Northeast Mexico - August 2006

Tuesday, August 15
We got up fairly early on this cool mountain morning. It had been a rough night, since a sick horse had wandered into camp and coughed and wheezed in a most discomforting way.  Michael P. didn't was concerned it might be a bear, so he pushed the button to lock and unlock my car repeatedly in order to honk the horn to try and scare it off.  I finally got up and turned off the car alarm because I thought it was falsing!
By the time I got up and out Ely and Ricardo had already been out flipping and had found a couple more skinks and salamanders.  We photographed the stuff then moved on up to xxxx to look for rattlesnakes.
We climbed up out of the valley near where we had camped,
and stopped alongside a rocky hillside covered with yuccas overlooking the small village.
The rocks were covered with small Sceloporus grammicus and other species.  It seemed like every shrub or agave should have a snake coiled up under it dining on these little saurian delectables.  It wasn't quite that easy.
We walked along, peeking into the dappled light under the agaves and rockpiles, listening for a telltale buzz.  We walked for a while, in that heightened state of "herper" alert you get when you are sure your quarry is just a step away.  I knew I was going to find something.  I was wrong.  Soon, I was brought back to reality by Rob's voice over the two way radio, "Hey guys.  Here's a pricei."
When we got over there, we were amazed at the snake Rob had found.  We had no idea how he had managed to spot it coiled among the branches underneath the agave.  See it?
Here's a shot from a little closer.  Somehow he had managed to spot this tiny gray head and piece of coil from several feet away.
We pulled it out to get better pictures of this little NE Mexican endemic, the Miquihuana Twin-spotted Rattlesnake Crotalus pricei miquihuanus
Rejuvenated by our first snake find, we all set off in different directions.  Now I was really sure I would find something, since I know had the search image.  I peered and poked in hundreds of rocks and agaves to no avail.
Soon Rob came on the radio again, this time to report a big Mexican Blacktailed Rattlesnake Crotalus molossus nigrescens.
I headed over that way, but by the time I got there, they had tired of waiting for me and had captured the snake.
They didn't have any big bags, so Michael tubed the snake and was carrying it over to meet me and to get a bag from me.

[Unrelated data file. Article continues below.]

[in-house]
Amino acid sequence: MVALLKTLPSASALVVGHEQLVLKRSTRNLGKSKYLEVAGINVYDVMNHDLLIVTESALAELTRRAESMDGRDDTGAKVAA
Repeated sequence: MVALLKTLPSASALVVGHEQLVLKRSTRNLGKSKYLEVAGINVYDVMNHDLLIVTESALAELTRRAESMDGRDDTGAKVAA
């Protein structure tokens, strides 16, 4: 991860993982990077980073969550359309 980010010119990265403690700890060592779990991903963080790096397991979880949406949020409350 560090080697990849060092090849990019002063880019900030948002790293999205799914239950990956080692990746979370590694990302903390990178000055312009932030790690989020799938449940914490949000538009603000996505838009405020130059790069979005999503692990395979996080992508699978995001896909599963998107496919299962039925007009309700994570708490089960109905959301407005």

It hadn't been a very happy snake when first found, and now that Michael had hiked it down the mountain side in this unceremonious position, it wasn't in that pleasant a mood.  We snapped off a few pics of the pissed off Blacktail before bagging it.
As if it hadn't had a bad enough morning, later that day it suffered the extra humiliation of being tubed and scale clipped as part of Rob's research project.
We had done pretty well.  In a couple of hours we had seen a lot of lizards and two of the three species of rattlesnake that occupied this habitat.  The problem was, we had come here specifically to find the third, the Tamaulipan Rock Rattlesnake Crotalus lepidus morulus.

It was getting to be midday, and we had to move on to our other locality which was several hours drive away.  Somewhat disappointed we moved back towards the car.  Michael reluctantly hunted every last yucca and rock pile as he slowly worked his way back while Rob and I and the others moved back more directly.

As we walked back, Rob walked along the rock pile that separated our hillside from the fields in the bottom of the valley.  Suddenly I heard an exclamation that I won't repeat here so internet filters won't block my site. ;-)

Rob had reached down to turn a rock and almost touched a magnificent morulus coiled right behind the rock.
We pulled the animal out and set it in an area where we could admire it (and wait for Michael to get caught up with us). We all photographed it, OOOHing and AAHing as it sat calmly letting us get our pictures.
Michael rejoined us, we snapped off a few more pictures and Michael very begrudgingly took the animal back to its rockpile and released it.   It was the species he had most wanted to see, and this was a magnificent example, but it wasn't part of Rob's study so it had to be released.
With that find, we packed up and moved down the mountain, a much happier group!

On the way down, Michael and I drove slowly down the winding road through the desert scrub, photographing basking Sceloporus as we went.

Go on to page 3

Return to Chris's Trip Page